George's Outdoor News Blog Archive 2010
One of Maine’s largest and most significant conservation projects may be funded in the next month and most people have never heard of it. Even the name of the project has caused confusion.
Some are calling it the Great Maine Forest Initiative. A Maine Steering Committee now calls it the Keeping Maine’s Forest initiative. The federal government, which is expected to provide the funding, calls it their Treasured Landscapes project.
Gathered around the small conference table in Room 126 at the Cross Office Building were an interesting mix of interests including lake associations, bass clubs, state agencies, and legislators, all called to this noontime meeting on January 28 by Representative Jane Eberle, an environmental activist and member of the Natural Resources Committee and the Inland Fisheries and Wildlife Committee.
Mainers are proud of their environment and we have some of the toughest environmental regulations in the nation. On some, we followed California, long a leader in environmental protection.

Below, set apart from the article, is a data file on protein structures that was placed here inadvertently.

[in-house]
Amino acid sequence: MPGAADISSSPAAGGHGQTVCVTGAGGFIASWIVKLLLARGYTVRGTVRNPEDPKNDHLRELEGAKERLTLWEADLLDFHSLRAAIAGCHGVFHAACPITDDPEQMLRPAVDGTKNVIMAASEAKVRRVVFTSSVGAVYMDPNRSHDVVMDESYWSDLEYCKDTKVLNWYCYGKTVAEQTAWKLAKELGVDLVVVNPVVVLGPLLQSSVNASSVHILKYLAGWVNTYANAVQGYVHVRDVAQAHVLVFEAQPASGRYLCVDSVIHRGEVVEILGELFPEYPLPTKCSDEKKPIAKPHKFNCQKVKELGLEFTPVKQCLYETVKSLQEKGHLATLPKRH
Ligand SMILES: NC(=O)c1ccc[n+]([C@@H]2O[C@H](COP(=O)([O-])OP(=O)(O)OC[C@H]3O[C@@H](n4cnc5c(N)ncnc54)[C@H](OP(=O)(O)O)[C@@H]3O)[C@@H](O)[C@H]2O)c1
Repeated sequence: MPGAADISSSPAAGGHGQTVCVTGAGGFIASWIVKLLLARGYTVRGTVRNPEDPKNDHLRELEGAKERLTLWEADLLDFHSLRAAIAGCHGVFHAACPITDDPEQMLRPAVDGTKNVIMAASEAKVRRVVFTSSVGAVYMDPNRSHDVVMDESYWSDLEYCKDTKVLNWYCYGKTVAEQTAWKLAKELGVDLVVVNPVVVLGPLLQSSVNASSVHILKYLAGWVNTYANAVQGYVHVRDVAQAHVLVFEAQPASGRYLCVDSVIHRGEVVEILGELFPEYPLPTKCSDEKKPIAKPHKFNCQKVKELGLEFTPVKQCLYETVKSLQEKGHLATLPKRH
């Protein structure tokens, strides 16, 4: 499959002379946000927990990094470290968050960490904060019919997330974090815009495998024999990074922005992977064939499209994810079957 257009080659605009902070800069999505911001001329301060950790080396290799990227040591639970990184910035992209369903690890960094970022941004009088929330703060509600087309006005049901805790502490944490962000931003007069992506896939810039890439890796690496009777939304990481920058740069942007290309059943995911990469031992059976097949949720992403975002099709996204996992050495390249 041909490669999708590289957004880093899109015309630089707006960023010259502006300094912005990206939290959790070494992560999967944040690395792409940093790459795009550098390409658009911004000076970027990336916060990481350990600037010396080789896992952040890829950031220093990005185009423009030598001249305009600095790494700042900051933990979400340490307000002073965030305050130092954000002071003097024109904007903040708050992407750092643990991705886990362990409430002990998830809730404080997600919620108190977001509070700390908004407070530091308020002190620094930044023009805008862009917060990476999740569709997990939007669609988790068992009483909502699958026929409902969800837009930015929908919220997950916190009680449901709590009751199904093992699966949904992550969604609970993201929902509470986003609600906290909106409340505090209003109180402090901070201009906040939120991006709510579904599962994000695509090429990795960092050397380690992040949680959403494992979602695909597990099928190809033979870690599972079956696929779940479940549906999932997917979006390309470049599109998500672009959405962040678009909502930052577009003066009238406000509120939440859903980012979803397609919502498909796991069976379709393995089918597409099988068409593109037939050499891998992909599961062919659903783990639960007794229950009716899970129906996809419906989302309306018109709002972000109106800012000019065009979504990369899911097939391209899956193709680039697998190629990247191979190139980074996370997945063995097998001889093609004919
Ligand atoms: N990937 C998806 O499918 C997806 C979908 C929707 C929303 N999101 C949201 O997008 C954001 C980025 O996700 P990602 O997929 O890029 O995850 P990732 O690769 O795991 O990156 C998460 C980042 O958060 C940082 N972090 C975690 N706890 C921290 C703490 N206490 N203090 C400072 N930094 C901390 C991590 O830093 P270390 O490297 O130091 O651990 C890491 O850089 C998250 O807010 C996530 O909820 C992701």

So when I heard a recent radio interview with a Californian gubernatorial candidate, suggesting that the state ought to suspend pending greenhouse gas rules due to the recession and jobless rate, my ears perked up.
I wondered: is there any move in Maine to suspend our environmental rules, to foster job growth and lower the cost of doing business here?
News stories last week about a broken agreement to protect deer wintering area in northern Maine have opened a wide-ranging debate. Fingers of blame are pointing in many directions for the demise of northern Maine’s deer herd, and large landowners are getting their fair share of criticism for cutting too hard in deer wintering yards.
Energy independence starts with you and me. I’ve already started. How about you?
This year the government will even pay you to do it. But that’s not the best reason to weatherize your home.
Wife Linda and I started in the fall of 2007, with seven new energy-efficient windows spread across the front of our 1790’s home in Mount Vernon. We received a small tax credit as encouragement.
The demise of deer in the north country has hit the outdoor industry hard, and some have renewed the call for Sunday hunting as one solution to bring more nonresident hunters to Maine. It is the most unlikely solution because private landowners fiercely oppose Sunday hunting.